Every little girl dresses up and pretends to be the star of a climacteree, surrounded by crowds of friends who welcome her to the Third Age of adventure and glamour. There would be the most fabulous party with delicious food, dancing and, of course, fantastic colourful costumes with hair dyed to match. There is no doubt that a woman looks most beautiful during her climacteree, and Marie couldn’t wait for hers. One of her earliest memories is her grandmother smiling and glittering in a flowing gown covered in tiny fish scales. Before she learned about sequins, she believed granny was turning into a mermaid to swim to far-off lands. That night, she and the other small children chased, climbed, danced and eventually collapsed, sticky-faced, into sleep under the tables with the puppies while their mothers – drab and tired – worked to keep the plates full.
A generation later, her own mother’s party had a honeysuckle theme. This time she was the leader of the worker bees, the strong anti-climacteric women to whom most responsibility for everything falls. Then too, there were lists, things to do, to organise, to check and to clear up. It had been exhausting, though her mother had looked glorious, in her white, yellow and pink robes, matched perfectly to her newly coloured hair and the trellis of honeysuckle that surrounded them. Even now, Marie couldn’t catch a whiff of the heavy honeyed sweetness without feeling the ghost of a throb in her feet and a vague weariness.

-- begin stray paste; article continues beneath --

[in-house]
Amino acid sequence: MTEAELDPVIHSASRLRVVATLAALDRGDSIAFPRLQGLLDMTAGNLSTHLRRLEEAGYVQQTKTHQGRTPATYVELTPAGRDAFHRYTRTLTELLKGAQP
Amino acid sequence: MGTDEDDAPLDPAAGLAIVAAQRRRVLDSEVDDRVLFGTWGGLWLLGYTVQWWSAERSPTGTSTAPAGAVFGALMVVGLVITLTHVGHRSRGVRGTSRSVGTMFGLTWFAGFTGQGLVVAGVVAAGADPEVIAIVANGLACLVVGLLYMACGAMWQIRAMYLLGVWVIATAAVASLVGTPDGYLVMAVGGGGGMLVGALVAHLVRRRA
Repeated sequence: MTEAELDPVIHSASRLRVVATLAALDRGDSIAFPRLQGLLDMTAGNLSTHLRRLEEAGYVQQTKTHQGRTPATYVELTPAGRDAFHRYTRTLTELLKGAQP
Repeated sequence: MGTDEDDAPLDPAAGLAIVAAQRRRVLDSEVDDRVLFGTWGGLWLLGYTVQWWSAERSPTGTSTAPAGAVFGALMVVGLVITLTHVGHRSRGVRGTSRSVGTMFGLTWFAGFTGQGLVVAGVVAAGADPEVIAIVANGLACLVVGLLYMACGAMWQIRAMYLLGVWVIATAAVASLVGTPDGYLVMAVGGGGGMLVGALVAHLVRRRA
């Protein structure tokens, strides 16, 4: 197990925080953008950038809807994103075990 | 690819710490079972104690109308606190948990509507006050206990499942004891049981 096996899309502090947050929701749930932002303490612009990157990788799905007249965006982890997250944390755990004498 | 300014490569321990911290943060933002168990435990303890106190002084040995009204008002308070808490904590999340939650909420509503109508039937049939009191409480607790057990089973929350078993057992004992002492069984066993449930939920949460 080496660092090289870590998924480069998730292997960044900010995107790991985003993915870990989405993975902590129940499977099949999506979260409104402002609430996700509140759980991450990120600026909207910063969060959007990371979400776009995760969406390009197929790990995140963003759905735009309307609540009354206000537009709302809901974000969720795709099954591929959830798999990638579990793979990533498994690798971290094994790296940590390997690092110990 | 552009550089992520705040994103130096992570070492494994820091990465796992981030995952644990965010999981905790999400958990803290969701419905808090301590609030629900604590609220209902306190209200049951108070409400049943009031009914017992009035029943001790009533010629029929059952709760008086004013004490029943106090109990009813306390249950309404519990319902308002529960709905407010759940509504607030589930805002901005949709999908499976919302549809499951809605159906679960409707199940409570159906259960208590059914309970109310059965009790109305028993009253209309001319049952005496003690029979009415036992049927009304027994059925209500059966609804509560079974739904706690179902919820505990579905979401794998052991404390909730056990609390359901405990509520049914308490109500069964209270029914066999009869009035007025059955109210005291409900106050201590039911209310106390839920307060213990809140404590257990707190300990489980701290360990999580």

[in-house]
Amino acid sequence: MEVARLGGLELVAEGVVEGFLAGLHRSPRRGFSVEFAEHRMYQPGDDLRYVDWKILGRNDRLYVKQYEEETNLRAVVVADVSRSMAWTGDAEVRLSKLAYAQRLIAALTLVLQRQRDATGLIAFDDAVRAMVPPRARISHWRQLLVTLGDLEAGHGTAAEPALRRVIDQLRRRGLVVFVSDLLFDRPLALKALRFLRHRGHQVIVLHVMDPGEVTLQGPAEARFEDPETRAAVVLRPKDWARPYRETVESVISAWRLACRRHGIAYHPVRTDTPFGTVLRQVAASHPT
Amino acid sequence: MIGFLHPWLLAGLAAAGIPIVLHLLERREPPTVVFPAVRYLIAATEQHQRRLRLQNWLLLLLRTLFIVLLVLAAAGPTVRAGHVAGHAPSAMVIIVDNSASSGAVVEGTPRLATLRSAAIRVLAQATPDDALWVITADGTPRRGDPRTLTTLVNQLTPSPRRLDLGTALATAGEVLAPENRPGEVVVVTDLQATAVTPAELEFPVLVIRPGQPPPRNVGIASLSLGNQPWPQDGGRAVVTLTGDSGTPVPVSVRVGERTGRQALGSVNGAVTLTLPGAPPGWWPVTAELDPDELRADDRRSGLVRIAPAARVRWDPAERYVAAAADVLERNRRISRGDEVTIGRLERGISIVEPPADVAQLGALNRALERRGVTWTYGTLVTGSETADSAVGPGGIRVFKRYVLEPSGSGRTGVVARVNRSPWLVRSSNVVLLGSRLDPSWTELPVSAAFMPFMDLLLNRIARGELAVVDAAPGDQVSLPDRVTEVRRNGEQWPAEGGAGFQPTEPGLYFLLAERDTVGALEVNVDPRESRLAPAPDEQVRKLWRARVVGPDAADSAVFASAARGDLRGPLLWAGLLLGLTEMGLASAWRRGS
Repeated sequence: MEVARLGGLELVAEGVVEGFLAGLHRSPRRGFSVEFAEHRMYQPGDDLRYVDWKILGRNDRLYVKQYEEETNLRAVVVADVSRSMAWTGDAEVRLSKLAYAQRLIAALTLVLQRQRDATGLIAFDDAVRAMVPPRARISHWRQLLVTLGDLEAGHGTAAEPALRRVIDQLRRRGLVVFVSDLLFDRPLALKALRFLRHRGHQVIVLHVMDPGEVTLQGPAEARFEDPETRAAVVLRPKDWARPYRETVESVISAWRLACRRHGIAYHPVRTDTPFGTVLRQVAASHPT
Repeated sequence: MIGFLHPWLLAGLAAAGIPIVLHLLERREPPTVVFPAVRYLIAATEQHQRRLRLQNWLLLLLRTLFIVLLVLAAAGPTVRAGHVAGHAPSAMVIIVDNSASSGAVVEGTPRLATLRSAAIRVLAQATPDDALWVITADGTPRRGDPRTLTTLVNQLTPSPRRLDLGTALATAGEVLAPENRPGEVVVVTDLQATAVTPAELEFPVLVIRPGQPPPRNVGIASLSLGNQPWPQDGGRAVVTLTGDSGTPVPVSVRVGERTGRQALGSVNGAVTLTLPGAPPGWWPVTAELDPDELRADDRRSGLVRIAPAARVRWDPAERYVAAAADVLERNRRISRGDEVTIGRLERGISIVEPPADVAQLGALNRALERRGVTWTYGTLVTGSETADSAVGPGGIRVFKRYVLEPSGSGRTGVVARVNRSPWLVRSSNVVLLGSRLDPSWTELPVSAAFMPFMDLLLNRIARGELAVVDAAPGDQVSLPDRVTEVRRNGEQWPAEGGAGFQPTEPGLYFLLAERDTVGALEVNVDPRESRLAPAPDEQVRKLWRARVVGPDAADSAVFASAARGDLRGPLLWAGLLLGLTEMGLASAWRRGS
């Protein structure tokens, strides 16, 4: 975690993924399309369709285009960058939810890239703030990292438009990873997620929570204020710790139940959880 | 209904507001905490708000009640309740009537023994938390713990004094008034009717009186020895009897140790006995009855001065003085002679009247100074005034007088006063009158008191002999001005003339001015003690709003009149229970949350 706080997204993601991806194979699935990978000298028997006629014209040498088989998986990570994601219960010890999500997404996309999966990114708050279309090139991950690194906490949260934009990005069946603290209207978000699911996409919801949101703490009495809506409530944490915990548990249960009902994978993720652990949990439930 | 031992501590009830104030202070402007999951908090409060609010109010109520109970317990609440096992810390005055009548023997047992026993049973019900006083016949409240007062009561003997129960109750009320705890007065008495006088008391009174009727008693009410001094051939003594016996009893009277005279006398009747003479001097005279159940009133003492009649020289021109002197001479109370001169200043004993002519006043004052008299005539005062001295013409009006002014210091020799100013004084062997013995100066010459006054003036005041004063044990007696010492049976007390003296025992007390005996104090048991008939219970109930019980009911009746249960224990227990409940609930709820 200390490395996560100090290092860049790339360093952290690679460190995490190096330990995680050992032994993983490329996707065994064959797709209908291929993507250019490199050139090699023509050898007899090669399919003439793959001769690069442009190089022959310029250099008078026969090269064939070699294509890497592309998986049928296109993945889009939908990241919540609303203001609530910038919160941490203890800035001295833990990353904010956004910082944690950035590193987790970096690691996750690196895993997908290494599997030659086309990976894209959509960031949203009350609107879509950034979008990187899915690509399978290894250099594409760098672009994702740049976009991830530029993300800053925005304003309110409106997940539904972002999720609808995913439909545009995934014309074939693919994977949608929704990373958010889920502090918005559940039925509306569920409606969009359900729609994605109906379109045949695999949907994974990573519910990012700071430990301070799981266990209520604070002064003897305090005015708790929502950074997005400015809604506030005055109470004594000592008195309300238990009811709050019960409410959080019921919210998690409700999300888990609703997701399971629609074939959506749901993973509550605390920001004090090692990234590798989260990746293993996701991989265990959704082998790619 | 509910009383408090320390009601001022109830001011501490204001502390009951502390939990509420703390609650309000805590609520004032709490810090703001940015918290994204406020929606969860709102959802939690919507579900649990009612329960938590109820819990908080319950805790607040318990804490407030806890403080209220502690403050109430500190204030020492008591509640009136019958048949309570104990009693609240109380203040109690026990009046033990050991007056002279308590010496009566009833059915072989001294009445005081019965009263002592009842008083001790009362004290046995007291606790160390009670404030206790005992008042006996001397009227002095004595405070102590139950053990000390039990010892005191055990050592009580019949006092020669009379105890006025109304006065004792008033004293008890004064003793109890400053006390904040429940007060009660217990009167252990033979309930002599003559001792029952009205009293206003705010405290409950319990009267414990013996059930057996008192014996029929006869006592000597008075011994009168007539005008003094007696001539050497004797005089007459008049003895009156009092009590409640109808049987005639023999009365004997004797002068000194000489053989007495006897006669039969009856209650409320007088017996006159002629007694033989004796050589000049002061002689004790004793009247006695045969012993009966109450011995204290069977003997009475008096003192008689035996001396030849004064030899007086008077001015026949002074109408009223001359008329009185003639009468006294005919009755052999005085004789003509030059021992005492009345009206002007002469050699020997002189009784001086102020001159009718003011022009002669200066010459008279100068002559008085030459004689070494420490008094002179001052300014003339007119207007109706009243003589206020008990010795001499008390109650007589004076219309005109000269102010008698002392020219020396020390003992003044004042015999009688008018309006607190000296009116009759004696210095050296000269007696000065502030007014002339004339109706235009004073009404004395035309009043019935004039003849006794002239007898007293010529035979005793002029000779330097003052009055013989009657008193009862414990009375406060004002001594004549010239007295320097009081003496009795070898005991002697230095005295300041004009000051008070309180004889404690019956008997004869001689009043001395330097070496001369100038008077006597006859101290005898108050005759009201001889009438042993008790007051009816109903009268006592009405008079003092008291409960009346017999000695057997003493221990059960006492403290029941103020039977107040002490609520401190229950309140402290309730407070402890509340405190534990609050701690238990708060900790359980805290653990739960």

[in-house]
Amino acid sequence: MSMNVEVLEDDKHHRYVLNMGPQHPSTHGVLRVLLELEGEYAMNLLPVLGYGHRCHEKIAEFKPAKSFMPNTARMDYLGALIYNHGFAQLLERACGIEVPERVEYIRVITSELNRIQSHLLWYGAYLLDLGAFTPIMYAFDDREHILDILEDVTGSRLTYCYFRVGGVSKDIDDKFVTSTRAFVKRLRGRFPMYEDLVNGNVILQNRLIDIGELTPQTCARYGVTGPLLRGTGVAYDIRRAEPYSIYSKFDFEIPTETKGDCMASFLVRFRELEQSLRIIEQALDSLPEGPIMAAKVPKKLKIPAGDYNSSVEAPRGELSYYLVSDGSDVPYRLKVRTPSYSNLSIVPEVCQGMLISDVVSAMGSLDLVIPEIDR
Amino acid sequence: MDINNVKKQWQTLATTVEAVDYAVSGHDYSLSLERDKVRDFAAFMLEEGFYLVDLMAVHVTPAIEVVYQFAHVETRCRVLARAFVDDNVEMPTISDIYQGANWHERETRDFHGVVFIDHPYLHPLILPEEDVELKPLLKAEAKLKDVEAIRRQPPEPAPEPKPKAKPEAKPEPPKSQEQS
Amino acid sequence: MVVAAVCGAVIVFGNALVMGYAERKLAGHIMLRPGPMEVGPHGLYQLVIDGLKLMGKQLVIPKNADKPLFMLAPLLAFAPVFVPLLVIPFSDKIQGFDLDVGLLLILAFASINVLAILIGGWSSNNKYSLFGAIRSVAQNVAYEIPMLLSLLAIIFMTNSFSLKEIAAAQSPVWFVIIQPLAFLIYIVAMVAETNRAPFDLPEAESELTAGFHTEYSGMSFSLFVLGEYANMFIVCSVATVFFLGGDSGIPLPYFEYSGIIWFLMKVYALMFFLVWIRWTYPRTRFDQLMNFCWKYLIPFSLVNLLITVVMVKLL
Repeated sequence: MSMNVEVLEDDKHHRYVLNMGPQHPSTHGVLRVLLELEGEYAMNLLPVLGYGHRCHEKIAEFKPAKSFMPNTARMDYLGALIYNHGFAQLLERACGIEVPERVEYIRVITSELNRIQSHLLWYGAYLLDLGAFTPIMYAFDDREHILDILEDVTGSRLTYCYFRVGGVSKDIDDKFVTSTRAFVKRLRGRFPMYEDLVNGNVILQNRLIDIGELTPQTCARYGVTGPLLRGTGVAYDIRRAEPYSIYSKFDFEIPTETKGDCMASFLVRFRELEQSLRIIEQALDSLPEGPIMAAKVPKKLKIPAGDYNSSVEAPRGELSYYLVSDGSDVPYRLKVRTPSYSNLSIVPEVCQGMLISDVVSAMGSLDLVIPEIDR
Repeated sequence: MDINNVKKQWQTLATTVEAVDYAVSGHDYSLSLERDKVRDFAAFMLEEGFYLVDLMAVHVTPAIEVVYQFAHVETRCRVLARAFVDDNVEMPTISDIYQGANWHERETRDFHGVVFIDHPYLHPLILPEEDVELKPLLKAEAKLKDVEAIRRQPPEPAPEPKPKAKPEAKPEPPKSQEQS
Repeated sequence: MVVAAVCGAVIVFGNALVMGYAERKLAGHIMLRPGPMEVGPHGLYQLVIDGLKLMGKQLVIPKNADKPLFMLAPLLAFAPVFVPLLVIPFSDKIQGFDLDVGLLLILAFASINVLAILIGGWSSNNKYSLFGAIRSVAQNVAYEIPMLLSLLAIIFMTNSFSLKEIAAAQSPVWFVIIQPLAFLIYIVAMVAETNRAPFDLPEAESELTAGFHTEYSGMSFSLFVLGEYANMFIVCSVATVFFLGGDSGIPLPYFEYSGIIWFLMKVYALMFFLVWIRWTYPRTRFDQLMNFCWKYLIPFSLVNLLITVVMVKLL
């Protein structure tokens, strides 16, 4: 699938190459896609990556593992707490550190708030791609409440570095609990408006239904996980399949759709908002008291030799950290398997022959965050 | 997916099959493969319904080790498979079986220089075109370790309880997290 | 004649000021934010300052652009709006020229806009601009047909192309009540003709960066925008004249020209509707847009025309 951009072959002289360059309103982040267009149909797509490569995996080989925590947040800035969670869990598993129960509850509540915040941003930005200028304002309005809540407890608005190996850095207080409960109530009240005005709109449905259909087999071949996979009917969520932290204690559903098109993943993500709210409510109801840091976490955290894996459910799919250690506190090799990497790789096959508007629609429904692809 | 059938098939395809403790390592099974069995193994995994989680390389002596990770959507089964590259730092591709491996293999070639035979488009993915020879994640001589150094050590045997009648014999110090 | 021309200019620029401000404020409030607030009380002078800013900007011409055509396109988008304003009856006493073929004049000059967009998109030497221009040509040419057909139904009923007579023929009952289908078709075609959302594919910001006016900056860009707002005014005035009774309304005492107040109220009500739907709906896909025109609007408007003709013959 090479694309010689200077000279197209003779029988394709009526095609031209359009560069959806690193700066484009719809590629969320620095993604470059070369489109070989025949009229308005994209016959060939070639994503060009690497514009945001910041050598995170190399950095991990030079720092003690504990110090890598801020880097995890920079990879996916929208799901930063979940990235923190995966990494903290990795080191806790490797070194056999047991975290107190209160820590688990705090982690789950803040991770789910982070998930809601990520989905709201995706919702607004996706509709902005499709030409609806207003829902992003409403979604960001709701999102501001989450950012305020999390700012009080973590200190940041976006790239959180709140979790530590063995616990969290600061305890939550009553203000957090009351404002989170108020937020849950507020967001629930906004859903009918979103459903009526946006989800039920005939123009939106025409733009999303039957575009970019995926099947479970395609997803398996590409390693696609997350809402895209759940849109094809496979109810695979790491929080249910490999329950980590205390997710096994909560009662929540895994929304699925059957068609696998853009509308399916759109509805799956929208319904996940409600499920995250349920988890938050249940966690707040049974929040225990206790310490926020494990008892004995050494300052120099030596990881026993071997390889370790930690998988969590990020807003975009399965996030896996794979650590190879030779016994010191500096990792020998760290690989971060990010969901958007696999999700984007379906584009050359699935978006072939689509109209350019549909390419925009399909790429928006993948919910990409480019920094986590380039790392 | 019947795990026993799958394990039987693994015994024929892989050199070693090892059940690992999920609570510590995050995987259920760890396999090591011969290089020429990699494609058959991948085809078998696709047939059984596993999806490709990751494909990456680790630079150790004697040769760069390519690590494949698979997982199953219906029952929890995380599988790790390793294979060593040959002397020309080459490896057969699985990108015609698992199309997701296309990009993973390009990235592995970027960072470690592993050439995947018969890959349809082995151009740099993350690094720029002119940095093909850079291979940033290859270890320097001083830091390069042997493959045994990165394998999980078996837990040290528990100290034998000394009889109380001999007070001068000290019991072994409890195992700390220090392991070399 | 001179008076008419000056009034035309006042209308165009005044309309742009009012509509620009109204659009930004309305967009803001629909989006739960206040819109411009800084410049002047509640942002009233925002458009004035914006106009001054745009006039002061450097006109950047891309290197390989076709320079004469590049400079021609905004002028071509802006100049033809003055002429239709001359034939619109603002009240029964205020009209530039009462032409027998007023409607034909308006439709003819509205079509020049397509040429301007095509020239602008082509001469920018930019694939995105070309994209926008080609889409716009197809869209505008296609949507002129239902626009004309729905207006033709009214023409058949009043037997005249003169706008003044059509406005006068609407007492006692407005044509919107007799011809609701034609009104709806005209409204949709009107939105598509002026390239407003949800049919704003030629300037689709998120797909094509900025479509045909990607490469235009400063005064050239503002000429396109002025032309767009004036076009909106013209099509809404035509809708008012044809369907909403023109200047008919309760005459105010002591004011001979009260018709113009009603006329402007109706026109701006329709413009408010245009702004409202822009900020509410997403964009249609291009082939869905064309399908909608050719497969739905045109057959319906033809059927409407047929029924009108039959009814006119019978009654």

It’s her turn now. Over the past few weeks, the regular menstrual reports and hormone level tests have finally come back showing that her oestrogen and progesterone levels have slumped below the internationally recognised fecundity threshold (IFRT) set by the WLMF (Women’s Life Management Foundation). It’s over. The change has allowed her to apply for the official documentation. The licenced climacteree celebrant and venue have been booked.
Along with other monthlies management scheme members, she had been putting the elements in place throughout the fertile years. When the distractions of motherhood, marriage duties and wage earning that seemed to fill every single day with a grey fog threatened to swamp her, she had taken time to log into her Monthly Mavens (MMTM) account. There she would find inspiration for her theme, costume, the food, and, of course, the wonderful things she would achieve as a member of the post-climacterics. She is looking forward to picking up her paintbrushes again – abandoned almost as soon as she got to secondary school. And she plans to set up a system of support for autistic children. The travel prospects alone are thrilling.